“Ghost Galaxies” Dominate the Universe


Smaller galaxies are observed to be more dominated by dark matter, with the smallest galaxies known are at least 99 % dark with an incredibly gossamer appearance as shown above. In reality, they are like cannonballs, with a much higher density of dark matter than do giant galaxies. When their first stars died in supernova explosions, they may in many cases have blown away so much of the remaining gas that too few stars were ever formed for us to find the empty halos that are left.

Tiny dSph galaxies outnumber large galaxies like our Milky Way. Since almost-dark galaxies are the most common ones known, darker galaxies may be even more common.

The Fornax dwarf spheroidal (image top of page) is about 1/1400 as bright as the Milky Way and still very easy to see. Meanwhile, the Sculptor is about 1/11000 as bright as our Galaxy; it is noticeably fainter than Fornax, but still easy to discover. The Carina is only 1/56000 as luminous as the Milky Way; it is hard to see but still reconizable at a glance as a cluster of stars.

In contrast, the Sextans dSph, although about the same luminosity as Carina (1/47000 of the Milky Way), is lower in surface brightness and so it is virtually invisible. Sextans was discovered only recently

We barely see the faintest dwarfs – they contain hardly any stars. But the central dark matter density is about 1 solar mass per 30 cubic light years, which is about 100 times larger than the dark matter density in a giant galaxy and several times larger than the density of stars and gas in the disk of our Milky Way. These dwarfs may look insubstantial, but they are like cannonballs to a giant galaxy.

Their dark matter densities are closely connected with the average density of the Universe when they formed. The high densities of these dwarfs suggest that they formed very early in the history of the Universe, when it was 1/3000 or even 1/10000 as old as it is now. The faintest dwarfs are almost pristine remnants of the earliest time of galaxy formation.

Astronomers have long known that small galaxies are much more numerous than large ones. The faintest are believed to be the most numerous galaxies in the Universe.

Smaller galaxies are much more dominated by dark matter. Our Milky Way is a large galaxy, and its main body is about 50% dark. Galaxies with 1/100 of the luminosity of the Milky Way are about 90% dark.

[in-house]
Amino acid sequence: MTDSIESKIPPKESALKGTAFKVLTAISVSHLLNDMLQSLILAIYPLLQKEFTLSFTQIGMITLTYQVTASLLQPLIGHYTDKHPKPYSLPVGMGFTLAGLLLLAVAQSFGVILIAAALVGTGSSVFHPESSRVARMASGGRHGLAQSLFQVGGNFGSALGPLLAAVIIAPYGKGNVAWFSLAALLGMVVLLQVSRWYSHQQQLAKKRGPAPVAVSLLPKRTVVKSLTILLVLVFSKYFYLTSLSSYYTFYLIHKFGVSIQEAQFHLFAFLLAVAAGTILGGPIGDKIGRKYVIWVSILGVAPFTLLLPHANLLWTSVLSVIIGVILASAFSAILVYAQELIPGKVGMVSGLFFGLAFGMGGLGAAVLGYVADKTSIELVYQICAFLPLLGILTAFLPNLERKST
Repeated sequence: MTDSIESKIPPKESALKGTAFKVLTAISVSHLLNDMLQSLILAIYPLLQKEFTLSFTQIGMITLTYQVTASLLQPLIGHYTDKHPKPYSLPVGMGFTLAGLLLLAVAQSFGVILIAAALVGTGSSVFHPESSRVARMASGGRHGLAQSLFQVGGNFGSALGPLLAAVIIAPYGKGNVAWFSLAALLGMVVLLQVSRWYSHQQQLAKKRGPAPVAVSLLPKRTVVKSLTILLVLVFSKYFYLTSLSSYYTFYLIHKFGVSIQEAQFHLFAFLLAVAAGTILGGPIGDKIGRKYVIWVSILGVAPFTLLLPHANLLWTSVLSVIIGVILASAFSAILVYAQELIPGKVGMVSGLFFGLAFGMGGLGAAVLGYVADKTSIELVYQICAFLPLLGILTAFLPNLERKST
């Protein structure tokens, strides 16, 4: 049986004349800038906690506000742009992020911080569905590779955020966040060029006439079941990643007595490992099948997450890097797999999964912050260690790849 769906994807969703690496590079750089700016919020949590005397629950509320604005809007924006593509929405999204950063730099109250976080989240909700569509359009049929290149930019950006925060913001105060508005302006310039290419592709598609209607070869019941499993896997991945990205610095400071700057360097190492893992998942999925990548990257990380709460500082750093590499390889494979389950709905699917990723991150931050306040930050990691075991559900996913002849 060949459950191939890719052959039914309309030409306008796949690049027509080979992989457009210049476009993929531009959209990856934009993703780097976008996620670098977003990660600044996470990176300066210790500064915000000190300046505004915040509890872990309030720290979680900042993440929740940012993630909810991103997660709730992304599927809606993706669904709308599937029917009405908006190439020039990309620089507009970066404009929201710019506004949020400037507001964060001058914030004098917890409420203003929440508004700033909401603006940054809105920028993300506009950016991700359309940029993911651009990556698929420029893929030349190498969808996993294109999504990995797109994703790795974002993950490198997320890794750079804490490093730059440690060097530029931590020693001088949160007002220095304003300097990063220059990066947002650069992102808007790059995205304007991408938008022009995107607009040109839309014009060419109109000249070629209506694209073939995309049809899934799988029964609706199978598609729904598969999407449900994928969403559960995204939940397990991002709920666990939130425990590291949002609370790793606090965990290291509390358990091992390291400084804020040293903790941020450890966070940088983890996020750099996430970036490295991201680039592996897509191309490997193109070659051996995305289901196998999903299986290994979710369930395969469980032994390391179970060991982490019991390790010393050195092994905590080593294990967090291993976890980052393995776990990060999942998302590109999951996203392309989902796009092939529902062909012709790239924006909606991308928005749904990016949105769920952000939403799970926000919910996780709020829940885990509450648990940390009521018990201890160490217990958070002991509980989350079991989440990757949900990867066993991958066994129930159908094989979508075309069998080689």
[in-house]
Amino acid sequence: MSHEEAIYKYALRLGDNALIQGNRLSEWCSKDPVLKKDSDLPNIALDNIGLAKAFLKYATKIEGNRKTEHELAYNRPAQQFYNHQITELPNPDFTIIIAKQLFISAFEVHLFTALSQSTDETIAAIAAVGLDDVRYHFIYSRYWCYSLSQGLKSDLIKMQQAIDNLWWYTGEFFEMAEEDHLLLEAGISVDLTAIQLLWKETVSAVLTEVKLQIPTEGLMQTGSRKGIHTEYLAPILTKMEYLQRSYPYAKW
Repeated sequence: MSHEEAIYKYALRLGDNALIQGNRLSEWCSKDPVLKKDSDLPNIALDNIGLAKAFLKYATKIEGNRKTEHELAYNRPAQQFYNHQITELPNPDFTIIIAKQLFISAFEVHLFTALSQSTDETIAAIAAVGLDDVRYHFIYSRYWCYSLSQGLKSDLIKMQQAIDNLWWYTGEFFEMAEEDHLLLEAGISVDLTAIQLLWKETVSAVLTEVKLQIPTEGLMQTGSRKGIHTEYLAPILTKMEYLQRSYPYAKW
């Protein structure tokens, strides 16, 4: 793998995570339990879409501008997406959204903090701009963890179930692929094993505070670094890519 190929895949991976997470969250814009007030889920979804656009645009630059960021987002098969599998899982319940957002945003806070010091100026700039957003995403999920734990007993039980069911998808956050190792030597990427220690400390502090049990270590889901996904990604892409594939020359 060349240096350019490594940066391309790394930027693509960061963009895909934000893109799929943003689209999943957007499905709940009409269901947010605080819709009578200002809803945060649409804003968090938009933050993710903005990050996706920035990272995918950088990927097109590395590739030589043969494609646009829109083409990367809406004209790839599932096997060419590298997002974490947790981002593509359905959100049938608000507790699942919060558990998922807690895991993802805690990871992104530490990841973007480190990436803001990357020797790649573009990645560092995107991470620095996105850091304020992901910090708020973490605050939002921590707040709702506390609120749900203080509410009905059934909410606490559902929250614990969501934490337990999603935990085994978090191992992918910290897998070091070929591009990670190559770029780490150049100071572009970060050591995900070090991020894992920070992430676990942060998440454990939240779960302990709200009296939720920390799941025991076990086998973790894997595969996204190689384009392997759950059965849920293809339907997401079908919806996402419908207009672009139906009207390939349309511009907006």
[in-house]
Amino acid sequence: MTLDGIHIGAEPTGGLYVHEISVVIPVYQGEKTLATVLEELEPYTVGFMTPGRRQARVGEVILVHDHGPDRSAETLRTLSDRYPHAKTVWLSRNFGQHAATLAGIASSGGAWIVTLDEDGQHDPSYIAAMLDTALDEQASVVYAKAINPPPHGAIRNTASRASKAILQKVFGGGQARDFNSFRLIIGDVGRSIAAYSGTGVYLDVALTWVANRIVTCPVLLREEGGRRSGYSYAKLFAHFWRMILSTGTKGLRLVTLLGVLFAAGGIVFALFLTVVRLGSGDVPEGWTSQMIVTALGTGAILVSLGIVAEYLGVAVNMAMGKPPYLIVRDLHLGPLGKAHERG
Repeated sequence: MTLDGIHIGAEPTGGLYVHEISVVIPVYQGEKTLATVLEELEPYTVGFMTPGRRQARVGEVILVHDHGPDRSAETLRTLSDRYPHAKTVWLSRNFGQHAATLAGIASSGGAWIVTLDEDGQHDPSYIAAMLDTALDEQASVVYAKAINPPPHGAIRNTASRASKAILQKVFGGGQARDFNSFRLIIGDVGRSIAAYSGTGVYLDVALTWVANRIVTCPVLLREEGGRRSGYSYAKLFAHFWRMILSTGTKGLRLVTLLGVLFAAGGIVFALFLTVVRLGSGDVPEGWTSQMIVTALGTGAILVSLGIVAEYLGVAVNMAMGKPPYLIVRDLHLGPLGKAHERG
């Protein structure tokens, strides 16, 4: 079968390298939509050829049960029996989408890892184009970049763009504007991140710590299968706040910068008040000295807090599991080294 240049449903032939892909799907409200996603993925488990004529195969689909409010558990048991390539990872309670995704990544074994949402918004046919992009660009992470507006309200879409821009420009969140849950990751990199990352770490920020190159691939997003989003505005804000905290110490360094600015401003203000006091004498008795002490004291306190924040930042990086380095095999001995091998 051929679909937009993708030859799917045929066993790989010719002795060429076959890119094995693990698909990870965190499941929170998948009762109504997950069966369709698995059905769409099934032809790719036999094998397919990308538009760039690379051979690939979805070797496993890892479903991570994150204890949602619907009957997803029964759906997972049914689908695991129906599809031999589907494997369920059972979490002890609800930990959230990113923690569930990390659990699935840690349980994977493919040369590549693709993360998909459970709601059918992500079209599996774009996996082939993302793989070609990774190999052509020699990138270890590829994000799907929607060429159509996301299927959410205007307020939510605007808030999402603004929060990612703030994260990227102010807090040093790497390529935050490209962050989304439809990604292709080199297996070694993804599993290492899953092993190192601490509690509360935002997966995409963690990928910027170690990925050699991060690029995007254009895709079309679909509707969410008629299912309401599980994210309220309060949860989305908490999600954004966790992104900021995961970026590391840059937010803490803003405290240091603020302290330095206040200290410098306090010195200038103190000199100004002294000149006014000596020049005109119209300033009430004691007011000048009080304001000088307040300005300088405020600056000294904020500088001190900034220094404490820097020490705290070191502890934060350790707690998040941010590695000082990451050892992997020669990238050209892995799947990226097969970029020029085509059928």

The smallest dwarfs that we know about are almost completely dark, with only 1% of their matter is in the form of stars. Less massive galaxies have a weaker gravitational hold on their contents, so the first stars that die in supernova explosions eject more of the remaining gas in smaller galaxies. These explosions have little effect on the dark matter. So small galaxies have less gas with which to make stars and therefore low stellar densities despite their high dark matter densities.

The smallest galaxies have so few stars that they are hard to see and harder to discover. But these galaxies do not know that holding onto 1% of their mass in gas is magic – that turning this 1% into stars will allow us to discover them. The first stars that form in many dwarf galaxies may eject so much gas that we cannot find the empty halos that are left.

Our Milky Way, a giant barred spiral galaxy, creates stars both large and small, and astronomers had assumed other galaxies did the same. But a new study of Fornax, a dwarf galaxy orbiting our own, suggests that might not be true for for small "ghost galaxies."

Stars of different masses create different chemical elements. Barium tends to form in stars too puny to explode, while very massive stars forge a lot of iron when they detonate.

Fornax has high levels of barium relative to iron, and Takuji Tsujimoto of the National Astronomical Observatory of Japan in Tokyo suggests this is because the galaxy never formed many stars weighing more than 25 suns.

"It's an intriguing suggestion," says Rosemary Wyse of Johns Hopkins University in Baltimore, Maryland. "I don't think it's definitive. But it points to how useful dwarf galaxies really are in terms of trying to understand how stars form."

So how could the size of a galaxy determine the size of the stars it gives birth to? Mark Krumholz of the University of California, Santa Cruz, and Christopher McKee of the University of California, Berkeley, have suggested that the density of a gas cloud might affect the size of stars it can create.

A Chandra x-ray image of the Fornax galaxy cluster below reveals that the vast cloud of ten-million-degree Celsius gas surrounding the cluster core has a swept-back cometary shape that extends for more than half a million light years. This geometry suggests that the hot gas cloud is moving through a larger, but less dense cloud of gas, creating a ram pressure, or intergalactic headwind.

Optical studies of Fornax have identified a large group of galaxies on the outskirts of the cluster that appear to be on a collision course with the cluster core. The motions of this group and the cluster core indicate that they lie along a large, unseen, filamentary structure composed mostly of dark matter that is collapsing and flowing toward a common center of gravity (see the accompanying illustration).

Most galaxies, gas, and dark matter in the universe are thought to be concentrated in such structures, and galaxy clusters are believed to form where the structures intersect.


The Daily Galaxy via Chandra Space Telescope, chandra.as.utexas.edu and journal reference: arxiv.org/abs/1105.3218

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